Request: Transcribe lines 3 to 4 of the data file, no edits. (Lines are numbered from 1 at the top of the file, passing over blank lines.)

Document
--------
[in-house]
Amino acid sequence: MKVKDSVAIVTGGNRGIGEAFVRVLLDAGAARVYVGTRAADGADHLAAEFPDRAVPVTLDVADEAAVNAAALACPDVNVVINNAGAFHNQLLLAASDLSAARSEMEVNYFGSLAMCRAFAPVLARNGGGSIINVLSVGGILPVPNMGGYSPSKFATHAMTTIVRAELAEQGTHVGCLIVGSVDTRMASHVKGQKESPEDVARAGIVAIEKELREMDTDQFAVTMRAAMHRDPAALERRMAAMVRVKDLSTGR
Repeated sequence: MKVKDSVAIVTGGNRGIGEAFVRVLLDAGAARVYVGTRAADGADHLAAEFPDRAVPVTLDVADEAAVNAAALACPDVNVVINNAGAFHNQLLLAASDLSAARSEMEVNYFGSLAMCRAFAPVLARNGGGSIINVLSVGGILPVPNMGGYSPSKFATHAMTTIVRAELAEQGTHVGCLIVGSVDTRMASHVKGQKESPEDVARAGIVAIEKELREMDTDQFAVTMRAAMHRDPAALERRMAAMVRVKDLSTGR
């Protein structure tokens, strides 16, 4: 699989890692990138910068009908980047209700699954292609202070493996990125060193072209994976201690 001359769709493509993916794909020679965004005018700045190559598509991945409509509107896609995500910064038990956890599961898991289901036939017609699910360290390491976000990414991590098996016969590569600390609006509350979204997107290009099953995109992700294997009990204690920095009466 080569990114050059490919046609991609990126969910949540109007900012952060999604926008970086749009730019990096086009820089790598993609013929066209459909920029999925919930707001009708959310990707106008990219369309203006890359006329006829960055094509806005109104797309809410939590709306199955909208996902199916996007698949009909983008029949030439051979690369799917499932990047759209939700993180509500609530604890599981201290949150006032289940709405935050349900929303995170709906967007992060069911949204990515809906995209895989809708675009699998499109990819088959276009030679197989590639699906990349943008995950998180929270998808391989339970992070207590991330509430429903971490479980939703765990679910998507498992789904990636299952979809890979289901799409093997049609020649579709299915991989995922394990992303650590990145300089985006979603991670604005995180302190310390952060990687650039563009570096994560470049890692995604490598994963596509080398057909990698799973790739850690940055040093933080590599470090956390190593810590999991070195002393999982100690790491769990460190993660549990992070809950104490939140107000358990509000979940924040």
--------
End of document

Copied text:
Repeated sequence: MKVKDSVAIVTGGNRGIGEAFVRVLLDAGAARVYVGTRAADGADHLAAEFPDRAVPVTLDVADEAAVNAAALACPDVNVVINNAGAFHNQLLLAASDLSAARSEMEVNYFGSLAMCRAFAPVLARNGGGSIINVLSVGGILPVPNMGGYSPSKFATHAMTTIVRAELAEQGTHVGCLIVGSVDTRMASHVKGQKESPEDVARAGIVAIEKELREMDTDQFAVTMRAAMHRDPAALERRMAAMVRVKDLSTGR
């Protein structure tokens, strides 16, 4: 699989890692990138910068009908980047209700699954292609202070493996990125060193072209994976201690 001359769709493509993916794909020679965004005018700045190559598509991945409509509107896609995500910064038990956890599961898991289901036939017609699910360290390491976000990414991590098996016969590569600390609006509350979204997107290009099953995109992700294997009990204690920095009466 080569990114050059490919046609991609990126969910949540109007900012952060999604926008970086749009730019990096086009820089790598993609013929066209459909920029999925919930707001009708959310990707106008990219369309203006890359006329006829960055094509806005109104797309809410939590709306199955909208996902199916996007698949009909983008029949030439051979690369799917499932990047759209939700993180509500609530604890599981201290949150006032289940709405935050349900929303995170709906967007992060069911949204990515809906995209895989809708675009699998499109990819088959276009030679197989590639699906990349943008995950998180929270998808391989339970992070207590991330509430429903971490479980939703765990679910998507498992789904990636299952979809890979289901799409093997049609020649579709299915991989995922394990992303650590990145300089985006979603991670604005995180302190310390952060990687650039563009570096994560470049890692995604490598994963596509080398057909990698799973790739850690940055040093933080590599470090956390190593810590999991070195002393999982100690790491769990460190993660549990992070809950104490939140107000358990509000979940924040």